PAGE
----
Any player in tenpai has the option to ignore a winning tile. By declining a call for ron, the player then becomes temporarily furiten until their next discard. This is called temporary furiten, as it expires shortly after it occurs. Although most of the time, it will apply to a discarded tile, it can also apply to a tile used to create a shouminkan. Temporary furiten cannot apply to a tile used to create an ankan, as if a player can call ron on an ankan, then they have a single-sided kokushi musou wait (and even then, this is not permitted in all rulesets). If they decline a ron, then their hand is dead and cannot be completed.

The primary purpose of the rule is to prevent a player from targeting a later player in the turn order. Once a player sees a tile discarded, they know that they can follow with the same tile and it will be safe.

While this is often a mistake to enter temporary furiten, done by a player who does not know their waits correctly or is not paying attention, it may be done deliberately in order to achieve a higher scoring hand or to target a specific player. This becomes much more common in orasu, where a player may gain little benefit from winning a hand that does not let them pass another player. Temporary furiten can also be entered by a player who does not have a guaranteed yaku, as described above. This is much less devastating than drawing the yasume tile, however, because it is only temporary.

Uncommonly, some rulesets vary the rules by allowing a tile call made by another player to cancel temporary furiten. This variation is considered by many to be a poor one.

Permanent furiten during riichi

Furiten riichi applied upon declaration and discard declining a winning hand.

When a player has declared riichi, the state of temporary furiten does not expire. Per the rule of riichi, a player cannot change wait. Therefore, the hand can no longer be adjusted to escape furiten. The only one opportunity to call ron comes from the first instance of a winning discarded tile. If the call to win is declined, then the only option to win the hand comes via tsumo. This rule is a critical part of defense against riichi, as it means that any tiles discarded since the declaration is safe to the riichi called player.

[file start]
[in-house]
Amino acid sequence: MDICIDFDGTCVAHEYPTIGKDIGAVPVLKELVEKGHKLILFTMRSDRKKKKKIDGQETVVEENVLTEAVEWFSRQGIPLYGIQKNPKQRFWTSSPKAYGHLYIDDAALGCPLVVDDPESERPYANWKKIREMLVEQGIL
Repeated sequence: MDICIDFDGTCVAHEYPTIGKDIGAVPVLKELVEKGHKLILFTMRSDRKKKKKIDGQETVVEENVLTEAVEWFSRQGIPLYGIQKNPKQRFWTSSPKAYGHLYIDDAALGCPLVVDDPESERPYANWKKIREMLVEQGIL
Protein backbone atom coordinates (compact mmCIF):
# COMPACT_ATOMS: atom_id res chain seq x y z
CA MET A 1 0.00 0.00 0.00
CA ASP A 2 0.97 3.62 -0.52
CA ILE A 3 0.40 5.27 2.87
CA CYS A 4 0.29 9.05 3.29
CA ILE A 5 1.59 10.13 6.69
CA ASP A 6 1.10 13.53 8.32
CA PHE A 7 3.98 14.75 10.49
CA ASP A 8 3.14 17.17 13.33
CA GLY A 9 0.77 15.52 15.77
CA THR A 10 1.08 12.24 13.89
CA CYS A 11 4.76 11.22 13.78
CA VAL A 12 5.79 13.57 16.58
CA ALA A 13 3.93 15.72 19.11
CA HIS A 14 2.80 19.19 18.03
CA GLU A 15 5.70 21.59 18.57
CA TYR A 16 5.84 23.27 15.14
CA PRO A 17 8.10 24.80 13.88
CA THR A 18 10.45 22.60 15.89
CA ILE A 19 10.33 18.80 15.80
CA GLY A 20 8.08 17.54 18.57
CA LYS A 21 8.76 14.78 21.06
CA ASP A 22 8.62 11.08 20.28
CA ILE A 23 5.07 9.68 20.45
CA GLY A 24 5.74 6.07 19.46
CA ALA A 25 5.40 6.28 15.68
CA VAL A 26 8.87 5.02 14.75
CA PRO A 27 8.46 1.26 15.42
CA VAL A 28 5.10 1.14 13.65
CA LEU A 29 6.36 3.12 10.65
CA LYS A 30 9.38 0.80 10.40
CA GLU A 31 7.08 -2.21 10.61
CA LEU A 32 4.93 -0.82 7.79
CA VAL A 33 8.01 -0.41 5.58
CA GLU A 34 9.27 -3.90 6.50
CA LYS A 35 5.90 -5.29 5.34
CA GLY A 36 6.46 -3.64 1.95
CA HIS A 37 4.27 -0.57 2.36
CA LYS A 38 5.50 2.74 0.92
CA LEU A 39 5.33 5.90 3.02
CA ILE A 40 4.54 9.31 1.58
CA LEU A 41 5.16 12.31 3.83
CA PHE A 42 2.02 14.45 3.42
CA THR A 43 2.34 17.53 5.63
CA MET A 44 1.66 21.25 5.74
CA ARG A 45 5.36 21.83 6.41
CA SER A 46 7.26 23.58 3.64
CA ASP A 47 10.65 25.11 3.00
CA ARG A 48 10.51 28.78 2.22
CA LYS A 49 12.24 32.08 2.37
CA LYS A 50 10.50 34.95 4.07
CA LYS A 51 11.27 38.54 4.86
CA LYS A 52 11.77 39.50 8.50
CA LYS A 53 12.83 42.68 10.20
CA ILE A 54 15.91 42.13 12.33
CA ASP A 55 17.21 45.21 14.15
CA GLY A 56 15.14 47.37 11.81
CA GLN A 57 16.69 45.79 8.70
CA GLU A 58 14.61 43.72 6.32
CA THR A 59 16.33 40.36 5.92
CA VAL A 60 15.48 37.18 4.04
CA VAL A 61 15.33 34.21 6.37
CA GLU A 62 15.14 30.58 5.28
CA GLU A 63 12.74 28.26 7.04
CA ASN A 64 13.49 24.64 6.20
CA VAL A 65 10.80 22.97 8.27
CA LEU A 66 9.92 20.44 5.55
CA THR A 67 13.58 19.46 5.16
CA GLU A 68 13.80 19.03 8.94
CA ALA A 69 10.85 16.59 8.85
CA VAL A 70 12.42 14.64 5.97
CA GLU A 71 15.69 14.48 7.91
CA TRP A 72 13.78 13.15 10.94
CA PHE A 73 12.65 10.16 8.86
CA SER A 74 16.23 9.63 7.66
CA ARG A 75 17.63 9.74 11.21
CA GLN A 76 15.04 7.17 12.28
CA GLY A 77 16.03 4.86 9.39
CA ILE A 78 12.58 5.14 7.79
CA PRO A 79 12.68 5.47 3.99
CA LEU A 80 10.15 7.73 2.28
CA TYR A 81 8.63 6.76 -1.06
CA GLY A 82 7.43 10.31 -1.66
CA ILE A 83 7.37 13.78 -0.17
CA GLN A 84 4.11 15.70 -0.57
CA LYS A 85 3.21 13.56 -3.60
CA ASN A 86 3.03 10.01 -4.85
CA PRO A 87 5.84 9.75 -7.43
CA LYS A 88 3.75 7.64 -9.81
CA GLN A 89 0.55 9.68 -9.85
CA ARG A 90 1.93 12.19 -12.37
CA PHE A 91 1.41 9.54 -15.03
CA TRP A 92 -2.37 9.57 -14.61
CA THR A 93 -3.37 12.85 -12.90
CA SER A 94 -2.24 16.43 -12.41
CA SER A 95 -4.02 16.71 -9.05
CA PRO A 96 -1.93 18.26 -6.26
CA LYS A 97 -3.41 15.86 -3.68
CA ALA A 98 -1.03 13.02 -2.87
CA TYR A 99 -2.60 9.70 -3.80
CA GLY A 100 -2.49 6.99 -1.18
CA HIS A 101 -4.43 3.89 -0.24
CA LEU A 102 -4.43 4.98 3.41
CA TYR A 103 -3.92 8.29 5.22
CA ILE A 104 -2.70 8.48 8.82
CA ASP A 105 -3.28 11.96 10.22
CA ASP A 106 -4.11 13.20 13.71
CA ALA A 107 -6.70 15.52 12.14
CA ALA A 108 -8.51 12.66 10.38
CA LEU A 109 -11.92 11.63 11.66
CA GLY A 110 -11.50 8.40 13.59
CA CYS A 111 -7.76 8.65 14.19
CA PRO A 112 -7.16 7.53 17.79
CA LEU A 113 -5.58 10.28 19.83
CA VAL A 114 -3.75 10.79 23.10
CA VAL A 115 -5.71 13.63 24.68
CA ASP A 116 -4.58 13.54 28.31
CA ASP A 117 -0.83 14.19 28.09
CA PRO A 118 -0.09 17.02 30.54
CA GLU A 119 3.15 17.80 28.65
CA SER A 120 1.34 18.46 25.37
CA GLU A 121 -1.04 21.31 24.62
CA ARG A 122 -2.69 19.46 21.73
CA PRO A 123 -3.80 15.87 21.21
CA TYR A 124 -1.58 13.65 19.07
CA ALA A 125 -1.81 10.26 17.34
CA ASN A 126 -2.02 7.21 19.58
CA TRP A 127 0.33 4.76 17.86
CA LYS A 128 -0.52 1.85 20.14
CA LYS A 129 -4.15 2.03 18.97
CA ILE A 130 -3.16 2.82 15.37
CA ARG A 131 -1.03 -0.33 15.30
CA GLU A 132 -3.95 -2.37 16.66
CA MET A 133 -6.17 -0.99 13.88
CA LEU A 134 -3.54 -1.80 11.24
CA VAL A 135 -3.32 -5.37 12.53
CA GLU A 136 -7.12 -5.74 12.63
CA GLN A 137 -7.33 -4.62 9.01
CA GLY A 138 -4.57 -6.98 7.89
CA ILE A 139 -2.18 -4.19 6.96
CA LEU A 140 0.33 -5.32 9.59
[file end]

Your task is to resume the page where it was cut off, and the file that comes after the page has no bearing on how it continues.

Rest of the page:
A player in riichi never has to worry about yasume putting them in furiten unless they are playing with ryanhan shibari. When ryanhan shibari, a riichi without a guaranteed second yaku may be quite dangerous due to furiten.



The furiten rule may be applied for defensive play, which focuses on discarding safe tiles. By discarding tiles that are also visible in an opponent's discard pile, a player can avoid a ron call by that opponent. Likewise, usage of suji and kabe may also help players deduce safe tiles, based on opponent discard. This is applied when a player does not have any matching tiles in the hand with opponent discard; or a player may rather keep certain tiles, for the sake of developing the hand without tearing it apart.

Working with furiten

Sometimes, it may be necessary to deliberately place the hand in furiten. Often, this is the result of developing the hand and defending simultaneously. To escape the bind applied by furiten, then the hand's tile wait(s) must simply change by adjusting and changing the tiles in the hand with subsequent tile draws. Of course, a player may place greater expectation on tsumo to win rather than ron.

On rare occasions, a player may hold a tenpai hand with damaten. The hand may invoke riichi, but the player had chosen not to for some reason. Eventually, a winning tile may arrive; and instead of declaring a win, the player opts to call riichi. That instantly puts the hand in furiten opting to win by tsumo later.

Furiten tsumo

Hands in furiten can still win, as furiten imposes a limit of tsumo only. For open hands, the hand requires a valid yaku. For closed hands, mentsumo will be acceptable or added.

External links

Furiten in Japanese Wikipedia